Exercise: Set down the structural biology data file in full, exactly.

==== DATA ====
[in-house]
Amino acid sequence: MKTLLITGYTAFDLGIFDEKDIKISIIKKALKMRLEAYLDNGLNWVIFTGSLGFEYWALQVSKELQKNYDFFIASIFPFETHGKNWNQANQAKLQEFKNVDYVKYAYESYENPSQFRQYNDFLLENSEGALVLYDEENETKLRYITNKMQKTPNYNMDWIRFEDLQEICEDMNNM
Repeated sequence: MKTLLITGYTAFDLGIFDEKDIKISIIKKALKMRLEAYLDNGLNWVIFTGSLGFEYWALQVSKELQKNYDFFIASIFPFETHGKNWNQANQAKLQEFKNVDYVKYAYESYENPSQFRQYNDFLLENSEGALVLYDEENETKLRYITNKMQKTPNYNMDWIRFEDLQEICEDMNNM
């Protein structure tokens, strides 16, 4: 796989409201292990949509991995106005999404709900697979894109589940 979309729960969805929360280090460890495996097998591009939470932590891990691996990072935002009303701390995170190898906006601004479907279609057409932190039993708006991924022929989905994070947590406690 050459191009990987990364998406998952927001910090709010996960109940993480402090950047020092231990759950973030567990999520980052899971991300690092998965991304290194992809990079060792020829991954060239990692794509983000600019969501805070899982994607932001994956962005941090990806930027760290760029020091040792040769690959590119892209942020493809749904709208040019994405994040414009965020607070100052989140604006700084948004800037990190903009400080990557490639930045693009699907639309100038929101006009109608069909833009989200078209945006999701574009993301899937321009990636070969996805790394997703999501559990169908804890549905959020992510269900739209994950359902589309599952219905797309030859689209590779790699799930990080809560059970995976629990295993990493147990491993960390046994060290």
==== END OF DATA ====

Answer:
[in-house]
Amino acid sequence: MKTLLITGYTAFDLGIFDEKDIKISIIKKALKMRLEAYLDNGLNWVIFTGSLGFEYWALQVSKELQKNYDFFIASIFPFETHGKNWNQANQAKLQEFKNVDYVKYAYESYENPSQFRQYNDFLLENSEGALVLYDEENETKLRYITNKMQKTPNYNMDWIRFEDLQEICEDMNNM
Repeated sequence: MKTLLITGYTAFDLGIFDEKDIKISIIKKALKMRLEAYLDNGLNWVIFTGSLGFEYWALQVSKELQKNYDFFIASIFPFETHGKNWNQANQAKLQEFKNVDYVKYAYESYENPSQFRQYNDFLLENSEGALVLYDEENETKLRYITNKMQKTPNYNMDWIRFEDLQEICEDMNNM
């Protein structure tokens, strides 16, 4: 796989409201292990949509991995106005999404709900697979894109589940 979309729960969805929360280090460890495996097998591009939470932590891990691996990072935002009303701390995170190898906006601004479907279609057409932190039993708006991924022929989905994070947590406690 050459191009990987990364998406998952927001910090709010996960109940993480402090950047020092231990759950973030567990999520980052899971991300690092998965991304290194992809990079060792020829991954060239990692794509983000600019969501805070899982994607932001994956962005941090990806930027760290760029020091040792040769690959590119892209942020493809749904709208040019994405994040414009965020607070100052989140604006700084948004800037990190903009400080990557490639930045693009699907639309100038929101006009109608069909833009989200078209945006999701574009993301899937321009990636070969996805790394997703999501559990169908804890549905959020992510269900739209994950359902589309599952219905797309030859689209590779790699799930990080809560059970995976629990295993990493147990491993960390046994060290």